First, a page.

Who Do You Think You Are?

‘This is my manor,’ said Danny Dyer, at the start of this, the first of a new run of the celebrity genealogy show and, as it turned out, an all-time classic.

He was talking about Albert Square, but Dyer is no plastic East Ender. ‘People are gonna to expect me to be related to criminals,’ the reformed cockney tearaway admitted – so he was keen to prove them wrong by discovering he was descended from ‘aristocracy or summink’.

Things didn’t get off to a great start on that score, as Dyer visited the Mile End Workhouse where his great, great grandparents had lived a life of grinding poverty straight out of Oliver Twist. But further back, in the 1600s, he found his roots entangled with Suffolk landed gentry – including a dandy Cavalier in the English Civil War who, concluded Dyer, sounded like ‘a proper geezer’. (Even discussing 17th century history, he sounds like a man who’s about to start a pub fight.)

He went to meet his distant relative, the fifth Baron Tollemache – who lives in a castle. With a moat. ‘Geezer’s got a drawbridge,’ marveled Dyer. And it was here he made his most astonishing discovery: that he is, in fact, the 15x great grandson of Thomas Cromwell. Yes, that Thomas Cromwell – from Wolf Hall to the Queen Vic in 500 years.

At the ‘gaff’ where Cromwell made his fortune – Hampton Court Palace, to you and me – he learned how Henry VIII’s right-hand man had craftily engineered his own royal bloodline by marrying his son to Jane Seymour’s sister – little knowing that bloodline would one day produce the presenter of Danny Dyer’s Deadliest Men. And through Seymour, Dyer could trace his heritage all the way back to his 22x great grandfather – some geezer called Edward III. Yes, I know.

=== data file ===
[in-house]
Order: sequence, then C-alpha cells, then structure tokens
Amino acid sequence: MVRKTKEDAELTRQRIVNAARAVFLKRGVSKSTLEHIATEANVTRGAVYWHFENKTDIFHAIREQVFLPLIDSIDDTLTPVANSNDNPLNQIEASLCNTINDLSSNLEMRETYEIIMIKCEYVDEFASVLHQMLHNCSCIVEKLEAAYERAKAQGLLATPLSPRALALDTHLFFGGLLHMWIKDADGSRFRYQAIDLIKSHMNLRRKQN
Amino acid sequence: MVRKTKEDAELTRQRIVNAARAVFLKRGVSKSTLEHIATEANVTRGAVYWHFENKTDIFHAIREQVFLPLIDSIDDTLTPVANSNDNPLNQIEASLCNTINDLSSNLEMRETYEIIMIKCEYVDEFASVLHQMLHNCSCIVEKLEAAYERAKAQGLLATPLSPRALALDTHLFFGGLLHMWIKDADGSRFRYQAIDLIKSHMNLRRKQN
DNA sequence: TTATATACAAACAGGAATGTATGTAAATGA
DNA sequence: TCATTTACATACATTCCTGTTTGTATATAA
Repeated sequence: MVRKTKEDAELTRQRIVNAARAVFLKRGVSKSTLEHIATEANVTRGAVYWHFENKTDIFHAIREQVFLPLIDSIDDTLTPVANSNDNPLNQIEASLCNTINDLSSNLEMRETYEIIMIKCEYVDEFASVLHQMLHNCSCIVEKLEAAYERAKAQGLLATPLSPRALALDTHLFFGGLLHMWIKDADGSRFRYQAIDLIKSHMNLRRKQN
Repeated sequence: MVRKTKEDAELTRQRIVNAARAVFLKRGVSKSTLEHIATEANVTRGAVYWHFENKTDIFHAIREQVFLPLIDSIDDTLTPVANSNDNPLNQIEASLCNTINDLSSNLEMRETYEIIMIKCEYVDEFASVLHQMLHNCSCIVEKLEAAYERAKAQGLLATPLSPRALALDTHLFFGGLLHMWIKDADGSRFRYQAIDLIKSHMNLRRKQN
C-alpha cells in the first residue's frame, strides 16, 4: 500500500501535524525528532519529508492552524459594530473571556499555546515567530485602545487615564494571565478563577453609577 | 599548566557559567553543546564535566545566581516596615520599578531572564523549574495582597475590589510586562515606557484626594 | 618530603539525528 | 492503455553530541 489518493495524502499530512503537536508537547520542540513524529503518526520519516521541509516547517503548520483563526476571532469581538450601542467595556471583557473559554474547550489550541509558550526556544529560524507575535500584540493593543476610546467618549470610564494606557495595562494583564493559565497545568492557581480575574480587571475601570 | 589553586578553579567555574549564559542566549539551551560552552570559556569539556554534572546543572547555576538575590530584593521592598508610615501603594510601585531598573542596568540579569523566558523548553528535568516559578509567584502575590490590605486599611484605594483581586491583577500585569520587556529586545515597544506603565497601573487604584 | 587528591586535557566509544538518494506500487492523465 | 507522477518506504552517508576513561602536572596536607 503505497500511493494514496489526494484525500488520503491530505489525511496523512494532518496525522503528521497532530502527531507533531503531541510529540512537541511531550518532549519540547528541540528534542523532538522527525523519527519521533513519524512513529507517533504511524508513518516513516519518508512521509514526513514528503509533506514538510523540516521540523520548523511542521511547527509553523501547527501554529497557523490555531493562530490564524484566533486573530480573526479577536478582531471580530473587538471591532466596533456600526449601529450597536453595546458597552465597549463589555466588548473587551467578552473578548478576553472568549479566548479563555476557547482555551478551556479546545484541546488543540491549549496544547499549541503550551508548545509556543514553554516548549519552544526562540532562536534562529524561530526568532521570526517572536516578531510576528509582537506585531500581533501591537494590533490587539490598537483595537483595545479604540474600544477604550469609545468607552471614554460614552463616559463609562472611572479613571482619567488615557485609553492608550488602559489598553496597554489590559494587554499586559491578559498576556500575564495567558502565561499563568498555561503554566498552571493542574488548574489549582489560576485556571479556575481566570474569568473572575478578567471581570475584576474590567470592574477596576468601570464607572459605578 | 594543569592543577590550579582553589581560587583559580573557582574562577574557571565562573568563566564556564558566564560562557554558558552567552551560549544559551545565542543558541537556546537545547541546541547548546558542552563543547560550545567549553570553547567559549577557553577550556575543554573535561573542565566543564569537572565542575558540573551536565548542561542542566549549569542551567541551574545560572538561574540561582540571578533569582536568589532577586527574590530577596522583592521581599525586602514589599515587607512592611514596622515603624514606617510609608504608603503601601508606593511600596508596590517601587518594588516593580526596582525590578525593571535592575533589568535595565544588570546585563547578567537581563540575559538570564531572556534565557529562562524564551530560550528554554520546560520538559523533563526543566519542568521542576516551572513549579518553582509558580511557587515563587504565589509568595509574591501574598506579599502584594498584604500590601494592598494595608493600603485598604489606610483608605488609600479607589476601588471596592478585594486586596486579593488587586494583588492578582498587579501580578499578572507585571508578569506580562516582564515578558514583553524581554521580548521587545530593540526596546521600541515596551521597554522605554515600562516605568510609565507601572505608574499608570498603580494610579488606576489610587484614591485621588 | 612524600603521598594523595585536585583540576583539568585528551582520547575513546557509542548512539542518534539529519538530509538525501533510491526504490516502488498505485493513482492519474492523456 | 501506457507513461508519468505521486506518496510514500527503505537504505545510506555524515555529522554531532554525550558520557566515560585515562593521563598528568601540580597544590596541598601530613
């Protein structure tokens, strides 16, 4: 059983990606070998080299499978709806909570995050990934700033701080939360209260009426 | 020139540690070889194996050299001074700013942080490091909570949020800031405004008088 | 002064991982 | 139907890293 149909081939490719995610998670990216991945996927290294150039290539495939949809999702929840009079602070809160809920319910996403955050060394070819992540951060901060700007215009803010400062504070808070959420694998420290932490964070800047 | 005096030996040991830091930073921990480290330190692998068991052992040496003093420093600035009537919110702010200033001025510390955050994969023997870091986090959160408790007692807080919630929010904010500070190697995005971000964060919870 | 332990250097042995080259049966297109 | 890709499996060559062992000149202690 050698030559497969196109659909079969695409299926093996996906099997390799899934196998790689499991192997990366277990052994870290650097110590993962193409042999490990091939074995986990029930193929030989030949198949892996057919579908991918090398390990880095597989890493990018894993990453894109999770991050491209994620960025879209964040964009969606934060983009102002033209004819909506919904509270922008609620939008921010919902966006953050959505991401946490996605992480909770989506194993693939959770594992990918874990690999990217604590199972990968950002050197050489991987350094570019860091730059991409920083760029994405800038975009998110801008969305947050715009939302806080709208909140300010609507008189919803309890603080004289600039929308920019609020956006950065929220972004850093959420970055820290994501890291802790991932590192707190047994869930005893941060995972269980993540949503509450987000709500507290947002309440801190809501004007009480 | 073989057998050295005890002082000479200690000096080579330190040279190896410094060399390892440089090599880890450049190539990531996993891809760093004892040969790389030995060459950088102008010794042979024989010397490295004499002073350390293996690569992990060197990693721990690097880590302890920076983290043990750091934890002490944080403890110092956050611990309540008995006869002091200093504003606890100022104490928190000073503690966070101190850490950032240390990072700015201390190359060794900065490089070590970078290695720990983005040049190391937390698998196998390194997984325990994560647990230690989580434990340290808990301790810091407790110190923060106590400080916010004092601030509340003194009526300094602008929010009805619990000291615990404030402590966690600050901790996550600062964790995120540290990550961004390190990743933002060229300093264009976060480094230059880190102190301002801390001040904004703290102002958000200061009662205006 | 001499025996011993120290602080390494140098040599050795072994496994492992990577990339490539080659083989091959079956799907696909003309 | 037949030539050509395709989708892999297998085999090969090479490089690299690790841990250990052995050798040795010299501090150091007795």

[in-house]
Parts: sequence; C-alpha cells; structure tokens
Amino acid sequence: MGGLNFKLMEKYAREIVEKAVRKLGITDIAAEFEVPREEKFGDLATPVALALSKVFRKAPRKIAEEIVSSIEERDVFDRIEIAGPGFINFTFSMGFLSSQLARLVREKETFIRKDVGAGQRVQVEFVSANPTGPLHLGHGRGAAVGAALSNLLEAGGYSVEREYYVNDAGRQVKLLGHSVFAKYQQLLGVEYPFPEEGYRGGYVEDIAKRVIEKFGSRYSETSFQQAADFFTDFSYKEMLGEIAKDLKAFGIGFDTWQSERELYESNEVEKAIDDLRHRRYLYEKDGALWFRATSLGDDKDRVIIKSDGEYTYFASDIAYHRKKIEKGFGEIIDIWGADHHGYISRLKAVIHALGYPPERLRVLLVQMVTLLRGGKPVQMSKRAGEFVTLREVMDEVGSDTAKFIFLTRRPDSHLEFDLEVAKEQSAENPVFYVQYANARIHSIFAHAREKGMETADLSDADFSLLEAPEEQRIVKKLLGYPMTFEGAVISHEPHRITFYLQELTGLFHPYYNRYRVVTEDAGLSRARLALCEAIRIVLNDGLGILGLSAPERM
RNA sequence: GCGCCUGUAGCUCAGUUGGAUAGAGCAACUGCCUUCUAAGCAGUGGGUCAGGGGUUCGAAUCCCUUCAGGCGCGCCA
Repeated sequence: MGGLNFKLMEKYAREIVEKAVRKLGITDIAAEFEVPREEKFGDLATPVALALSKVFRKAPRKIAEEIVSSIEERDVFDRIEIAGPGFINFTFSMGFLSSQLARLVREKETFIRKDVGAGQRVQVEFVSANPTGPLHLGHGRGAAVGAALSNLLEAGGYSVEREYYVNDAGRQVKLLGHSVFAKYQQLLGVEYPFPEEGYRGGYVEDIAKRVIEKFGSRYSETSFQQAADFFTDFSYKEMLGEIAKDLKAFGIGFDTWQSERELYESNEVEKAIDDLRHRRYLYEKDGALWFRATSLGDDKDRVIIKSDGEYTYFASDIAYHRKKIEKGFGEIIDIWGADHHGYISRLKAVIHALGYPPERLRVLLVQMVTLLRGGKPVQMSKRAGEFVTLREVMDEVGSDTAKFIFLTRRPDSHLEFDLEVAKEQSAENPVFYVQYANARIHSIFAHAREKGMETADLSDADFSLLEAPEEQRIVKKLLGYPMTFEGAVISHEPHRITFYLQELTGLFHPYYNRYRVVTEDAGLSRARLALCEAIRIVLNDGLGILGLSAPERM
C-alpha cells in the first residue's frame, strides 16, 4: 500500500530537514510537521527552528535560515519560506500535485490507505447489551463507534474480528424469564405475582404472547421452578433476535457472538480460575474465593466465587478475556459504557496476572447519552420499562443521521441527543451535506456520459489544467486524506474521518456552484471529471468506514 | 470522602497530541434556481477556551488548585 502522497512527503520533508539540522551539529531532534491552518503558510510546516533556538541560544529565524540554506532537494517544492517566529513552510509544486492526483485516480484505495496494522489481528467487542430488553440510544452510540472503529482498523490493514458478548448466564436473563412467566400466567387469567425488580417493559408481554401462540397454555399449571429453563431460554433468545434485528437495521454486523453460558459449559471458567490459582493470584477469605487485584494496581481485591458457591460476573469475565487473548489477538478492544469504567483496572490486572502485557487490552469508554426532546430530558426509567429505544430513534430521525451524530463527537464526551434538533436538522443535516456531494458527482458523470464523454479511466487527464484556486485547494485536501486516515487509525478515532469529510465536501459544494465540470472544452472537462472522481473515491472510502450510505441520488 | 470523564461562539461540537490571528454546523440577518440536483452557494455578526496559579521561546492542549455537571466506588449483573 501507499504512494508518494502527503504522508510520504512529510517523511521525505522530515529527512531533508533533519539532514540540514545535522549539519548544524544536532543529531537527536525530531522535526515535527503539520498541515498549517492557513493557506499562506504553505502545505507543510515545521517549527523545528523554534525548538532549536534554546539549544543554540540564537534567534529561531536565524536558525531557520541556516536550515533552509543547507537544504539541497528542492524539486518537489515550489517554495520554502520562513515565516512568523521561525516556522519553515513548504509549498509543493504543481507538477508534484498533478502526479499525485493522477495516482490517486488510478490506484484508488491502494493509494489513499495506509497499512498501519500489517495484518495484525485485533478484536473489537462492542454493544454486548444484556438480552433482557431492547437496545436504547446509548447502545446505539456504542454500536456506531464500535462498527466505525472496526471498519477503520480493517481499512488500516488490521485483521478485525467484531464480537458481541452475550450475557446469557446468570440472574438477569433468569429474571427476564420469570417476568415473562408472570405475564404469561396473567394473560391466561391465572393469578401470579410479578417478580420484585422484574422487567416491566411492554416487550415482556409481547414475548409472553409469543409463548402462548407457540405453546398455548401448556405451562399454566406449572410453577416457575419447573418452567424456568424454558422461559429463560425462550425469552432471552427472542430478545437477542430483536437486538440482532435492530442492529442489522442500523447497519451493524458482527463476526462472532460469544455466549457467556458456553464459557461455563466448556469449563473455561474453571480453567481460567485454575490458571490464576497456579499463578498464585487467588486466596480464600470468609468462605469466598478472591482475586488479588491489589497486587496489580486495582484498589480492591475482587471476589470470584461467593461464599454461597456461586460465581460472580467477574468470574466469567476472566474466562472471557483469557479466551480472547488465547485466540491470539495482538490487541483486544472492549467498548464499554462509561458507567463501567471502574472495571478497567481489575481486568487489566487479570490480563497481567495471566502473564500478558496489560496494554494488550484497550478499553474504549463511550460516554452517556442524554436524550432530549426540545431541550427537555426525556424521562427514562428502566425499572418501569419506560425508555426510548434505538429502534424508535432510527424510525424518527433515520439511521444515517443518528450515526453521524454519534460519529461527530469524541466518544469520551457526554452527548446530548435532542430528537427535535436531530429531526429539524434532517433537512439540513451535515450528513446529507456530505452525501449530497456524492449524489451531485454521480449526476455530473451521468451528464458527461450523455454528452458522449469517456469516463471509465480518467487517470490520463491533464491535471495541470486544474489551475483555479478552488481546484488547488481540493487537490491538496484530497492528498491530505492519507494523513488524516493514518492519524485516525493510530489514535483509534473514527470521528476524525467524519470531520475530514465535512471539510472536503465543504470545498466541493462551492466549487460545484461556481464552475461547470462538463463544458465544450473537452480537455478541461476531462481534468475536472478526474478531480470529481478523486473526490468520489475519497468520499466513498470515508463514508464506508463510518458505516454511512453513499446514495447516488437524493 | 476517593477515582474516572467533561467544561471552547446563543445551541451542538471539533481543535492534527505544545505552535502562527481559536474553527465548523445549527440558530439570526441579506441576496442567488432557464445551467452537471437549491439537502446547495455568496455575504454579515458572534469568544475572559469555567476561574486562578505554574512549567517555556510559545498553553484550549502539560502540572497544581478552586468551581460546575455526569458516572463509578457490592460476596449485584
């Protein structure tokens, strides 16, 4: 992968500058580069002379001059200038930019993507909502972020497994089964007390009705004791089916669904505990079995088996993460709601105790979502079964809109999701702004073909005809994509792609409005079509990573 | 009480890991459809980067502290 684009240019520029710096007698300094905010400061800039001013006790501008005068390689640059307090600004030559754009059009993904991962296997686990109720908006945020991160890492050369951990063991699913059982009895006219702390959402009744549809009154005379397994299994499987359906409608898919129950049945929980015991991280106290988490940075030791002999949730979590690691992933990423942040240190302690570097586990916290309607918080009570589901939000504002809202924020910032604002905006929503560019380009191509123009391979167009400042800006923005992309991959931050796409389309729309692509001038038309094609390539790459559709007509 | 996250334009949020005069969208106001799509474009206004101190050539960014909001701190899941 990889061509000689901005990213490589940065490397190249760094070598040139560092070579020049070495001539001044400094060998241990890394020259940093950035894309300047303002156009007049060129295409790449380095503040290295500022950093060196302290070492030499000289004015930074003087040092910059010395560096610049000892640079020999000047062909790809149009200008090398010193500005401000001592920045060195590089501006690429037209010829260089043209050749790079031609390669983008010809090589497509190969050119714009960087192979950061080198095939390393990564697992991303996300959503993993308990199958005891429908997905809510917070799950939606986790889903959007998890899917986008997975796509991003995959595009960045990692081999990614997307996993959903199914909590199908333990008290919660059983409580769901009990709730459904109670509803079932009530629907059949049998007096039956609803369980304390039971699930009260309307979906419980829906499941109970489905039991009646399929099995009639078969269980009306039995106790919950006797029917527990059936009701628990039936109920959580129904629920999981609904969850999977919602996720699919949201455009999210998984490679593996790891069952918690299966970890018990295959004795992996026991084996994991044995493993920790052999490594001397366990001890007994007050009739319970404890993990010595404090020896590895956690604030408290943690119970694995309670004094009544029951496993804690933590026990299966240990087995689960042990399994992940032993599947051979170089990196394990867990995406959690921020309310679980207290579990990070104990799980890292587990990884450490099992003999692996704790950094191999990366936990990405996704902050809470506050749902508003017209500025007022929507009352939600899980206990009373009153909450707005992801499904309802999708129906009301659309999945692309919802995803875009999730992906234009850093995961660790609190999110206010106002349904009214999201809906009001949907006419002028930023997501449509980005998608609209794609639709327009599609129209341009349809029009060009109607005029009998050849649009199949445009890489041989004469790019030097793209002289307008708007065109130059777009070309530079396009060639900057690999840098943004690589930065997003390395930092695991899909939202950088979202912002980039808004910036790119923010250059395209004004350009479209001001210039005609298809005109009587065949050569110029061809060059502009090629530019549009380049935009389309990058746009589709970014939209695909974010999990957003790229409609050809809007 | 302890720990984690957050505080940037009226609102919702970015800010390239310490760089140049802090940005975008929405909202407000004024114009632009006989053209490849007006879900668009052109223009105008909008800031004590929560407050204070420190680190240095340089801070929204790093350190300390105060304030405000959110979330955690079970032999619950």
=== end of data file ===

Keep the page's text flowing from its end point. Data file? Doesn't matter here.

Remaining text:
Once he’d processed this information (‘in me nut’), Dyer responded as any reasonable, blue-blooded male would. ‘I’m gonna treat myself to a ruff,’ he declared, ‘and just bowl about the place.’

Fair enough. And don’t be surprised if, next time he shows us round his manor, it’s got a moat.


TV extra:

Walliams & Friend

The premise for this sketch show – in which David Walliams is joined by a different comedy partner each week – has legs. And both Walliams and his first stooge, Jack Whitehall, are funny, extremely likeable men. So it’s a pity the jokes are so flabby, with spoofs of Sherlock, James Bond and Jeremy Kyle all falling flat. Plus, it was too rude to appeal to Walliams’ vast army of young readers, which feels like a missed opportunity. We’ll be sticking to Horrible Histories, I’m afraid.


We Have Been Watching Christmas Special

This celebrity Gogglebox with a retro twist saw various sitcom couplings – Only Fools’ Marlene and Boycie, Miranda’s Steve and Tilly, etc – settling down to watch classic clips of Christmas comedies past, and widely agreeing everything was ‘genius’. It ended rather touchingly, though, with Ricky Tomlinson and Ralf Little – no slouches when it comes to sofa slouching – watching their late friend Caroline Aherne being heartbreakingly brilliant in a Royal Family Christmas spesh. Laughter and tears – that’s Christmas all over, isn’t it?

Published in Waitrose Weekend, December 1, 2016

(c) Waitrose Weekend